Teacher resources and professional development across the curriculum

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America's History in the Making

Egalitarian America

Unit Overview

A Visit from the Old Mistress. 2076. dup of 2201

During and after World War II, the struggle for civil rights was not only an appeal for equality before the law, but also equality in housing and at the workplace. The civil rights movement sought racial equality for African Americans, Asian Americans, Mexican Americans, and Native Americans. Labor organizers found some common ground with the civil rights movement, but internal differences and external resistance created tension between these two forces.

The civil rights movement led to other movements for social change as individuals realized they could challenge authority in all walks of life. Americans voiced and debated new ideas about freedom, equality, democracy, identity, war, and peace.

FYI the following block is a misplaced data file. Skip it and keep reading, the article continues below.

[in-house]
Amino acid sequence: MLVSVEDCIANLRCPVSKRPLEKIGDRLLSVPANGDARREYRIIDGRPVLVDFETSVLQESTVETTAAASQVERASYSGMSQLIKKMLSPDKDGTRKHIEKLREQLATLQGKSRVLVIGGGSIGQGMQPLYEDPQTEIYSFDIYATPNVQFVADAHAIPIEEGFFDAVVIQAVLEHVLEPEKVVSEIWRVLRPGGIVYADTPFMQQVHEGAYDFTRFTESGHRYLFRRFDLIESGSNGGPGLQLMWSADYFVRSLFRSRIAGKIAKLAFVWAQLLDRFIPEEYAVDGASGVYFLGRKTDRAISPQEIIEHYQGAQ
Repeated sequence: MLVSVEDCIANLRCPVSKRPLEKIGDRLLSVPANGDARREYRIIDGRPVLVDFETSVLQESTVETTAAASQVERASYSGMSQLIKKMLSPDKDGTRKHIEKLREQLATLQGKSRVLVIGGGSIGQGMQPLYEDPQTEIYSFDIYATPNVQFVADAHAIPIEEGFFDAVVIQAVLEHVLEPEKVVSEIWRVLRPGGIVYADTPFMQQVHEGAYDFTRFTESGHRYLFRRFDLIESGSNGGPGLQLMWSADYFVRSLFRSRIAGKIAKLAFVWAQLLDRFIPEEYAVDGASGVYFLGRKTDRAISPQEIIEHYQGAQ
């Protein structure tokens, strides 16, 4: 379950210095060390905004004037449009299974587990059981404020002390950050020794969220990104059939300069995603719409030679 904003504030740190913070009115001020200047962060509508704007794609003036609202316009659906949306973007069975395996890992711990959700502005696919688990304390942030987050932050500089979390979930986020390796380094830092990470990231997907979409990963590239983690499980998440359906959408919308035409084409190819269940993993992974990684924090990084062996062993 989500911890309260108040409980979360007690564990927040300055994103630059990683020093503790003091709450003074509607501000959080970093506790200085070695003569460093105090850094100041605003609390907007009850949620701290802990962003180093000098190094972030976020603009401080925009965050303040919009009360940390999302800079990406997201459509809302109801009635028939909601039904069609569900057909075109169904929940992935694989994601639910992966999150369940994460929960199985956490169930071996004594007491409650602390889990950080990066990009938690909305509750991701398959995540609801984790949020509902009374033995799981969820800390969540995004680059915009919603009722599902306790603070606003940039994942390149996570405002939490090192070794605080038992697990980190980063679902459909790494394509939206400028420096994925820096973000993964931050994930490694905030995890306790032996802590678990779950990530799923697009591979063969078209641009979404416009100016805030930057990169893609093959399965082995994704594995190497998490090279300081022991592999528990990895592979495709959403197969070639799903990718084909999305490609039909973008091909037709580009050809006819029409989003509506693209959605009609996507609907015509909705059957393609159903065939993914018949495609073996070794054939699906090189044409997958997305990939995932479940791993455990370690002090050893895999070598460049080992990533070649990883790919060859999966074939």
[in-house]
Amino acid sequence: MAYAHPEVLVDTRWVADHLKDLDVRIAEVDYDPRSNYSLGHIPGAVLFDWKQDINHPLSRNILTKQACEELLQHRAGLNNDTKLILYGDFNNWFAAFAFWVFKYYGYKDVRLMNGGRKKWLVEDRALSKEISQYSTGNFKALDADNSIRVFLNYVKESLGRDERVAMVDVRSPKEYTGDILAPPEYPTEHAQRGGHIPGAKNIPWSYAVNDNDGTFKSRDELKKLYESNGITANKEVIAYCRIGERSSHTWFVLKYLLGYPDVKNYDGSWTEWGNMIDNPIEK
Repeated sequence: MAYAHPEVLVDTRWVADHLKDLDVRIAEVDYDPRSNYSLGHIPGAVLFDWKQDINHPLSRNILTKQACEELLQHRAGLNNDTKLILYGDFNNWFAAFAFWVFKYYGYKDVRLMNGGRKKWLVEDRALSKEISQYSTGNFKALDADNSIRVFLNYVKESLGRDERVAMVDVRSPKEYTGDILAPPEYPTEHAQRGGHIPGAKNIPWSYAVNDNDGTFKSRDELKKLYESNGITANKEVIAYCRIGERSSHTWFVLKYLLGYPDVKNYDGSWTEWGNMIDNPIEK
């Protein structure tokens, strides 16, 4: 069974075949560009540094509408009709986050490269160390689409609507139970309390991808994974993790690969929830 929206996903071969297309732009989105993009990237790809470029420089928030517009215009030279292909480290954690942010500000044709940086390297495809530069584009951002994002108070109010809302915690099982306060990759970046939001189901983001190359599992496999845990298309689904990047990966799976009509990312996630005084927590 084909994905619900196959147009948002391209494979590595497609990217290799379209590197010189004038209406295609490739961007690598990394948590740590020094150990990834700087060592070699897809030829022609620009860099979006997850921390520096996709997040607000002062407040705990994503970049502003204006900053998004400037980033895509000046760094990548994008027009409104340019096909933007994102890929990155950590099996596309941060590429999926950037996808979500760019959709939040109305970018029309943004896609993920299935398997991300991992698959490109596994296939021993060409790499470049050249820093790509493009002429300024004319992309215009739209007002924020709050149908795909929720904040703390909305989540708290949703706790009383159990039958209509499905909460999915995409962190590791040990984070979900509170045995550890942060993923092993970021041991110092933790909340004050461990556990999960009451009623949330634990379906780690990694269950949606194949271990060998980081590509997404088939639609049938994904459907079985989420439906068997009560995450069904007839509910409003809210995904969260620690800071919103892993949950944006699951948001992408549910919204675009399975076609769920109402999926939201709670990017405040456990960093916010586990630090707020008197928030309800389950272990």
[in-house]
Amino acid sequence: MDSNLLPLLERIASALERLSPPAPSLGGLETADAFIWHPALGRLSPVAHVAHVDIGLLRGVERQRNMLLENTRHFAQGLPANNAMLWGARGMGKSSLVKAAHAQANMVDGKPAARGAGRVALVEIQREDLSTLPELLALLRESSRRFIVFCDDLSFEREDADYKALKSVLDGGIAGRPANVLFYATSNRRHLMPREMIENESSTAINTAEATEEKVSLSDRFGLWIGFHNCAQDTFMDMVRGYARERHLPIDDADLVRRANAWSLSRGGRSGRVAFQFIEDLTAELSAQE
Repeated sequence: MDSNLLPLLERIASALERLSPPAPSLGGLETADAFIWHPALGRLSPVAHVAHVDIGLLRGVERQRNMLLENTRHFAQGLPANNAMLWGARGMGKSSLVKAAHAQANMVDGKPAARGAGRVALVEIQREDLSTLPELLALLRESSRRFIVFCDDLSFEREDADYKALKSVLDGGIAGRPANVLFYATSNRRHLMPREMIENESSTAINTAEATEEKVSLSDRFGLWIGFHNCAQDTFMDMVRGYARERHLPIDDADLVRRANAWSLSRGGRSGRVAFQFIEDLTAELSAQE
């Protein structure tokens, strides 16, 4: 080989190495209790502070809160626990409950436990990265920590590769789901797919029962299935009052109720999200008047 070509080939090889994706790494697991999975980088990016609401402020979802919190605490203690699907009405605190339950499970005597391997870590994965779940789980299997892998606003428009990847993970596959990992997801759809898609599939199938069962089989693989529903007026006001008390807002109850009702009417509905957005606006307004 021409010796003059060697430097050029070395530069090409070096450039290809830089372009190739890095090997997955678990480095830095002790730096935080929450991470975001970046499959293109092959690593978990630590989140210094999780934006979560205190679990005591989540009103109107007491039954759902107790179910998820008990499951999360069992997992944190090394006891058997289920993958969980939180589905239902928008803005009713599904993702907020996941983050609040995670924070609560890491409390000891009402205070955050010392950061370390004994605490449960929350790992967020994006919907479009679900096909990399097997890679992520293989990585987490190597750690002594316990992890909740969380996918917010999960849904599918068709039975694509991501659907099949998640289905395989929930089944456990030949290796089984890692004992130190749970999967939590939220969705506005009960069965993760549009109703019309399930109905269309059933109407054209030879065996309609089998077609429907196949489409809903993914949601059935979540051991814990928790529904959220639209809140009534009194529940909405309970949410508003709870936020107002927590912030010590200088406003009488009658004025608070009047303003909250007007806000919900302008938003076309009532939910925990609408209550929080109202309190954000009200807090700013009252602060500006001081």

During the sixties and seventies, there was a grassroots call for "more democracy" in all areas of life. This effort emphasized a change in cultural expectations and norms in education, religion, the workplace, and local communities. Students called for a participatory democracy by reaffirming their rights to express themselves on college campuses. University governments brought on students to their boards, and middle managers and union workers served on corporate boards. The women's movement played an important role in the call for more democracy as they sought fair pay, equal opportunity, comparable spending on collegiate sports programs, and control over their own bodies. The call for greater democracy also extended to protecting environmental and consumer rights as individuals successfully challenged the government and business to protect the safety and welfare of the public.

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